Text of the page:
2 Without letting go or re-positioning pliers, turn it over and repeat on second end.
3 Repeat steps 1 and 2 for a total of three to four times, no more is needed.
NOTE: Do not worry about the spot where the pliers were, oxidation is not needed there, and the remainder of needed oxidation will take place when dry burning coils and working out hot spots.

Juice Burn:
Holding in the same fashion as before, drip PG or VG on wick on both side of pliers (can also use a clear juice, can be flavored or have nic if you dont have PG/VG stock).
Light both ends of wick with flame, allow it to burn itself out.
Repeat for total of 3-4 juice burns.

Wrap coil:
Take your length of kanthal to be used and pass a lighter flame over it (or use stove) until it starts to glow orange, move it along the length from one end to the other. This allows it to be more manageable while wrapping the coil wire and also begins the coil oxidation process.

Wrap coil directly on wick.

DO NOT pull too tightly while wrapping the coil. That is one of the biggest factors in creating hot spots, wrapping too loosely and leaving gaps of air between the coil and wick is the other.
Just apply moderate pressure while slowly wrapping coils as close to each other as possible.
Uniform contact with the wick is key, it doesn't need to be tight at all, just touching.
Before placing wick and coil in the AGA-T, use this opportunity to clean up your tension a little. If you see that there are gaps of air between wick and coil, hold both ends of coil and wick and twist to tighten up a little, applying inward pressure like you were trying to make the coiled portion shorter.
Spin the wick a little and make sure that the wick stays were you put it, but it is by no means a tight fit. Lightly touching everywhere is best.

Connecting Coil:
Insert wick with coil attached into the wick-hole. Stop when the top of the wick is just about even with the top of the center post.
I connect both positive and negative ends in an "S" wrap, which requires wrapping your coil counter-clockwise up your wick if you want the positive post wrapped clockwise. (Reverse that if you prefer the positive contact to be wrapped counterclockwise)
When I tighten the positive nut, I hold the wick slightly pulled away from the positive post. It will get pulled slightly toward the center post while tightening nut. I make sure that when the nut is tight, the wick is still vertical and the wire leading to the center post does not have excess pressure pulling on the wick and causing the coil to bite into the wick.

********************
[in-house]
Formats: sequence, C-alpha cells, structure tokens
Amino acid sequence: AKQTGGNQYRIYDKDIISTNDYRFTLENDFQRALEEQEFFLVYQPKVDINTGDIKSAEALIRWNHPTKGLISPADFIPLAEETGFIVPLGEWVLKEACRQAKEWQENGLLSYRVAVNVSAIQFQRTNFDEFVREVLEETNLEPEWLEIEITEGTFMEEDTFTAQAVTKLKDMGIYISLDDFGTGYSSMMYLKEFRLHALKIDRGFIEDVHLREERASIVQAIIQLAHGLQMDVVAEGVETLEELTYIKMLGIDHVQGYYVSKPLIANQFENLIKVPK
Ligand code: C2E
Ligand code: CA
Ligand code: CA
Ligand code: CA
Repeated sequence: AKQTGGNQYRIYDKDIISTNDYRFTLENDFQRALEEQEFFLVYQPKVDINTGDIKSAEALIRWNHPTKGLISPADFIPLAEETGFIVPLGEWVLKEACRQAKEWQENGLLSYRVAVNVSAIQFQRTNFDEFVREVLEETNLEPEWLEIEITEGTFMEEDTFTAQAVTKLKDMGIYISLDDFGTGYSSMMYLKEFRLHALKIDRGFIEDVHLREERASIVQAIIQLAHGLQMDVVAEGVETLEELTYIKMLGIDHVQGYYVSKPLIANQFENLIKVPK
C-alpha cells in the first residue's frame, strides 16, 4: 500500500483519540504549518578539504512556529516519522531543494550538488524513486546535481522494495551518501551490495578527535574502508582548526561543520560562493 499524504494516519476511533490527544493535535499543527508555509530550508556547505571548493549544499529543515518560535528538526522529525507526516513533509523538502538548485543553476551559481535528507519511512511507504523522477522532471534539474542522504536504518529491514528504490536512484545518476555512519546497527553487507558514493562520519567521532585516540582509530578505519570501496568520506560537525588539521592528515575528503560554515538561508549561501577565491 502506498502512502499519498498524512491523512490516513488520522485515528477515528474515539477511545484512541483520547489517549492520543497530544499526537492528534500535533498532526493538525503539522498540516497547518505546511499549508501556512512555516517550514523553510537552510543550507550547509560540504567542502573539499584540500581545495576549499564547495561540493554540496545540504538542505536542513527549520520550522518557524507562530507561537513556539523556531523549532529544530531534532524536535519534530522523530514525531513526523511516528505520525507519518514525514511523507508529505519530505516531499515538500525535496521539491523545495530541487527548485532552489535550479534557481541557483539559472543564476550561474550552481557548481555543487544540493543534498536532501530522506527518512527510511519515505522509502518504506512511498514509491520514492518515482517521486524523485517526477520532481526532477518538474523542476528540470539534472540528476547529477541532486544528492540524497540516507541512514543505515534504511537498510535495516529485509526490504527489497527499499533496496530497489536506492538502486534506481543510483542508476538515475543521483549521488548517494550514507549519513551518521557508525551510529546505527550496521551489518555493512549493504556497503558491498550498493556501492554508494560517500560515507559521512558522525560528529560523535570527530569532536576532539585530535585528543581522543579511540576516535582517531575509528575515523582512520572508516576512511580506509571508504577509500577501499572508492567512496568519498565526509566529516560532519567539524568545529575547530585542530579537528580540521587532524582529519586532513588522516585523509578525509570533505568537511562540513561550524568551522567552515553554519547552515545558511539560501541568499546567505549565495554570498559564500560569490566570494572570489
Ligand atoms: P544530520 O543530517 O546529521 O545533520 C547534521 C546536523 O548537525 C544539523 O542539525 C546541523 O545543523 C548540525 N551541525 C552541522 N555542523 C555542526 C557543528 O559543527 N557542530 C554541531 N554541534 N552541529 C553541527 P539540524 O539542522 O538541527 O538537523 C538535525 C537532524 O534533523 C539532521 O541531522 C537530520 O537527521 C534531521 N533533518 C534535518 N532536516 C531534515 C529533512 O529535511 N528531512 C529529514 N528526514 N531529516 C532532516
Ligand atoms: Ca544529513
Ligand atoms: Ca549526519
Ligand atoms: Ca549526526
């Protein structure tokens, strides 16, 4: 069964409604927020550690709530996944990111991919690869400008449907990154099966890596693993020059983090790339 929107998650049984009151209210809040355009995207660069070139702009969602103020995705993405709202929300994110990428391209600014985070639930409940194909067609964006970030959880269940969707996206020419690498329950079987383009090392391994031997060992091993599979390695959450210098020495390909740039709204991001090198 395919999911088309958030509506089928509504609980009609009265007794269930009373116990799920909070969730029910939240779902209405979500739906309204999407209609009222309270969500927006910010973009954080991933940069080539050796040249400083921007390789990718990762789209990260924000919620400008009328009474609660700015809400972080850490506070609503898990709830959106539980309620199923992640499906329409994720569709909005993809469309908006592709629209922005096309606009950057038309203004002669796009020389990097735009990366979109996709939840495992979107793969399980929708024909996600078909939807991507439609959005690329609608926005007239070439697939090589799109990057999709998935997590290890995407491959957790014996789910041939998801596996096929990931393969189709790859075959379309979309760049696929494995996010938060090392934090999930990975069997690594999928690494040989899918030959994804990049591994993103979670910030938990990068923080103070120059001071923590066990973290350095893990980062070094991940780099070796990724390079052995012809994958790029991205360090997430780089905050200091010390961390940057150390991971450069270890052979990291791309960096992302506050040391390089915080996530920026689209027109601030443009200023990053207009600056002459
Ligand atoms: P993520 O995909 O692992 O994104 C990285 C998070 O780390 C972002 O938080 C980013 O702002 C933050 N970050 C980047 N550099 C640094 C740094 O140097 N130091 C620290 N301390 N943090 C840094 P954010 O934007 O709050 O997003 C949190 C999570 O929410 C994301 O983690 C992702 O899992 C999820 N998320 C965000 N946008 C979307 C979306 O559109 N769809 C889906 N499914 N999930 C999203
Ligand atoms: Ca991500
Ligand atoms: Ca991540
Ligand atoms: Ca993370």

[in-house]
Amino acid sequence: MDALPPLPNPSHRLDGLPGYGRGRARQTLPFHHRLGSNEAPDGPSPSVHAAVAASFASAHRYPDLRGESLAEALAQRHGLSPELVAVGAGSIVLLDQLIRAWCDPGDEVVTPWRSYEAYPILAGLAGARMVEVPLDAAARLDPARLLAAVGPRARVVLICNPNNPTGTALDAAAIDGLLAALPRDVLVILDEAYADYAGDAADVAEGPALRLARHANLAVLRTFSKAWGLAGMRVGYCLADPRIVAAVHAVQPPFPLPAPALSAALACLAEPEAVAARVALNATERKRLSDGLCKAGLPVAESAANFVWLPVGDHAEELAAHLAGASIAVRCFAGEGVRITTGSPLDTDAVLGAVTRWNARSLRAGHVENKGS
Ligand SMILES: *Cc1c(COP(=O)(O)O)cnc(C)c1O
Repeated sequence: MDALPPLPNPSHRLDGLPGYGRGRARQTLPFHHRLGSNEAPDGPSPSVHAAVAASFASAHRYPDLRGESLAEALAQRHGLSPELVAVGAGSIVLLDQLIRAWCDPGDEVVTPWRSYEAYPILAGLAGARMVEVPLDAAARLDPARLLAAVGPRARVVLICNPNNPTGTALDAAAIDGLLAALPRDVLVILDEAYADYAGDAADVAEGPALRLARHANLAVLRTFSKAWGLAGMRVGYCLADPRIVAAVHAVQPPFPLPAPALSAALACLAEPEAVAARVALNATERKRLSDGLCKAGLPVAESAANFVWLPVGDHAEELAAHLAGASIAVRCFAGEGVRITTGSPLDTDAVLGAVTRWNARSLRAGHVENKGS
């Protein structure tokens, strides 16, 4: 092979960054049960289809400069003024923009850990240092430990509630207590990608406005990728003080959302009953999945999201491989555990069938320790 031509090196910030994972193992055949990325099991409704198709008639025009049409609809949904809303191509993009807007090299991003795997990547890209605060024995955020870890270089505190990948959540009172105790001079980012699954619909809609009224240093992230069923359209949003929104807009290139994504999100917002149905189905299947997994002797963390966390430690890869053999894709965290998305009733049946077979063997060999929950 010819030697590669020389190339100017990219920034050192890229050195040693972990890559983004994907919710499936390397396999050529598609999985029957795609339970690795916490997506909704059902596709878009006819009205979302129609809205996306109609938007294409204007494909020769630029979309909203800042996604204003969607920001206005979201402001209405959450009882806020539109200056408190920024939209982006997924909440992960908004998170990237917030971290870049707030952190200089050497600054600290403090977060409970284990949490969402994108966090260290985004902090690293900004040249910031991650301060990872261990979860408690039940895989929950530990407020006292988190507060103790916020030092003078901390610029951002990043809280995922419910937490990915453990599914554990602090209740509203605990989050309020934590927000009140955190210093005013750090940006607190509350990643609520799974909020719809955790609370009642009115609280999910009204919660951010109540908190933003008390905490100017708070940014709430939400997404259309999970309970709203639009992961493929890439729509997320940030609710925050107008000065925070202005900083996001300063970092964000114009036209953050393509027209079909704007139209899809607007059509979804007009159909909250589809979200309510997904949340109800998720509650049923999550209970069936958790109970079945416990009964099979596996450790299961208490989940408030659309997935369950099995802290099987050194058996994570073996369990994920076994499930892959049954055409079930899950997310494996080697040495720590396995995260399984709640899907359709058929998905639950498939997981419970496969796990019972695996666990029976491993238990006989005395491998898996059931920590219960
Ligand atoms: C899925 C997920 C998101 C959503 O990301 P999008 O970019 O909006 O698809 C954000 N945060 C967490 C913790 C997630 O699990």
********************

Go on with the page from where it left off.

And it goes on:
Spin your wick a little and make sure that the edge seam of the wick is not directly touching the top wire between the wick and center post, and also that it is still fairly easy to turn.

Hot Spot annihilation: Your key to a good pleasurable vape.
Adjusting your coils while under power is desirable for two reasons:
1 A heated coil moves easily while adjusting it.
2 you will see immediate results once you have made a positive adjustment, and know when to stop adjusting.

Set PV on 3v or low wattage and press the fire button. Watch for coils to light up, unless you are really good or lucky, you will have a hot spot to work out.
I use the back edge of a pair of micro scissors to adjust coils, use what you have that is metal and small enough to manipulate the coils. You will figure out when to use the edge and when you need to use the tip.
While your coils are glowing start moving them around and evening them up. Bump, poke, prod, wiggle, move, adjust... You will hear a lot of verbs depending on who is describing the process. The point is the coils have to be fiddled with in order to remove the hot spots (there's another verb for you).
If they are not all glowing, do not let it remain glowing for more than 2-3 seconds so you don't pop the coil and have to start over.
You have to work in short bursts while pulsing for 3 second glows until the hot spot goes away and all the other coils light up.
Once all the coils are glowing you don't have to be as careful to remove power so quickly, the heat is being dispersed over a broader area.

Repeat until all coils light up fairly even and there is no top coil hot spot. Don't worry if the top and bottom coil are lit more dimly than the rest. Do not proceed to the next step until you have successfully taken care of the hot spot and achieved fairly even glow across all coils. Failure to heed this warning can cause a greater voltage to pop your coil sooner than at low voltage.

Continued in part 2